The answer is yes, but with a caveat. Sugar-free gum can actually be beneficial for your oral health because it stimulates the production of saliva, which helps to neutralize the acid in your mouth and wash away food particles and bacteria. This, in turn, can help prevent cavities and tooth decay.

However, not all types of gum are created equal. Gum that contains sugar can actually have the opposite effect and be harmful to your teeth. The sugar in the gum can feed the bacteria in your mouth, leading to the production of acid that erodes your tooth enamel and causes cavities.

When choosing gum, it’s important to look for those that are sugar-free and contain xylitol, a natural sweetener that has been shown to reduce the risk of cavities. Xylitol works by inhibiting the growth of the bacteria that cause cavities and helping to neutralize the acid in your mouth.

Another benefit of chewing gum is that it can help to freshen your breath. This is because it stimulates the production of saliva, which helps to wash away the bacteria that cause bad breath. Additionally, many types of gum contain flavorings and essential oils such as mint or cinnamon, which can also help to freshen your breath.

While chewing gum can be beneficial for your oral health, it’s important to remember that it’s not a substitute for proper oral hygiene. Brushing your teeth twice a day with fluoride toothpaste, flossing daily, and visiting your dentist regularly are still essential for maintaining good oral health.

In conclusion, chewing sugar-free gum can actually be good for your oral health because it stimulates the production of saliva, which helps to neutralize the acid in your mouth and wash away food particles and bacteria. However, it’s important to choose gum that is sugar-free and contains xylitol to avoid the risk of cavities. And as always, proper oral hygiene is crucial for maintaining good oral health. So, go ahead and chew that gum, but make sure it’s the right kind!

Mary H. Makhlouf DMD, MS, PA of Burlington
Phone: (336) 226-8406
1682 Westbrook Ave.
Burlington, NC 27215

Effective Prevention for Healthier Smiles | Dentist 27215

Tooth decay is the most common chronic disease for children and adolescents. About ¼ of children and more than half of teens currently have this illness. Additionally, the Centers for Disease Control and Prevention (CDC) reports that 90% of adults over age 20 have some amount of tooth-root decay. However, tooth decay is highly preventable. By providing effective dental care during childhood, better long-term oral health may be achieved.

Here are some practices that can help prevent tooth decay, gum disease, and other oral health issues at every age: 

Hygiene 

Brush teeth twice each day with a soft-bristled brush. Clean your tongue gently with your toothbrush or a tongue scraper. Use fluoride toothpaste to help strengthen enamel. Children should use only toothpastes designed for kids’ use. Replace toothbrushes every 2-3 months.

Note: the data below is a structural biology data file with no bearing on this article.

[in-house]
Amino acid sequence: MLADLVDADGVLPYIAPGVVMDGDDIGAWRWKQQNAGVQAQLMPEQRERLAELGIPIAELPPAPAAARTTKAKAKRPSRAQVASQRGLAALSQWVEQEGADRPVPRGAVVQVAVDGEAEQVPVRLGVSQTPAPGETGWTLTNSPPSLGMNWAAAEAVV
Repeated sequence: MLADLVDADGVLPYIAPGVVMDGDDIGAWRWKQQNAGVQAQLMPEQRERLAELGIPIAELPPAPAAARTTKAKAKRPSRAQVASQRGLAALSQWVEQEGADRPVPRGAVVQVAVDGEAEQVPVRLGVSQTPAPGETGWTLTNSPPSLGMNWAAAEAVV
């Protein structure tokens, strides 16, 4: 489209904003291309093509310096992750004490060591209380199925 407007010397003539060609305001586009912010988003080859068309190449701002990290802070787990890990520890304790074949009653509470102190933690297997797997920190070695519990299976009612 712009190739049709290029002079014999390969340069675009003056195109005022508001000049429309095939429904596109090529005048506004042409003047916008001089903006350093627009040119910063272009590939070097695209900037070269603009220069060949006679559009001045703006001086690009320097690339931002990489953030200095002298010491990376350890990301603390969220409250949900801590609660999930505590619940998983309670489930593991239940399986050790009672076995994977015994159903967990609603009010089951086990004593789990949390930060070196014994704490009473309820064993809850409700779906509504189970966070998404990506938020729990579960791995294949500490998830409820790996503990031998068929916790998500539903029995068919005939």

Clean between teeth daily. Use dental floss or another interdental cleaner. Talk to your hygienist for a recommendation and instructions for effective use. 

Diet 

Eat healthy foods and limit sugary and acidic foods. Drink plenty of water. 

Sealants 

A recent study on the effectiveness of sealants was published jointly by the American Dental Association (ADA) and the American Academy of Pediatric Dentistry (AAPD). They found that sealants can prevent up to 80% of tooth decay in permanent molars when used for children and teens. Adults may see similar benefits from use, as well. Additionally, no adverse effects have been reported with use of sealants on patients of any age. Talk to our dentist about whether dental sealants may help you prevent tooth decay. 

Fluoride 

Fluoridation of public water has been listed by the CDC as one of the great achievements in public health in the 20th century. Studies have shown tooth decay in children who have fluoridated water sources is reduced by up to 40%. If you have concerns about tooth enamel weakness or if you live in an area without fluoridated water, ask our dentist whether supplemental fluoride may be right for you. 

Dental Care 

Visit our office for a professional cleaning and thorough exam at least twice each year, or as instructed. Seek treatment right away if issues are identified. 

Effective preventive care saves time and money and can help ensure a lifetime of healthy, beautiful smiles. For more information about tooth decay prevention, contact our office

Mary H. Makhlouf DMD, MS, PA of Burlington
Phone: (336) 226-8406
1682 Westbrook Ave.
Burlington, NC 27215

Burlington NC Dentist | 3 Simple Ways to Reduce Tooth Decay

A happy smile is a healthy smile! There are a number of steps you can take to keep your smile healthy by reducing your risk of developing tooth decay. Here are a few suggestions from our team.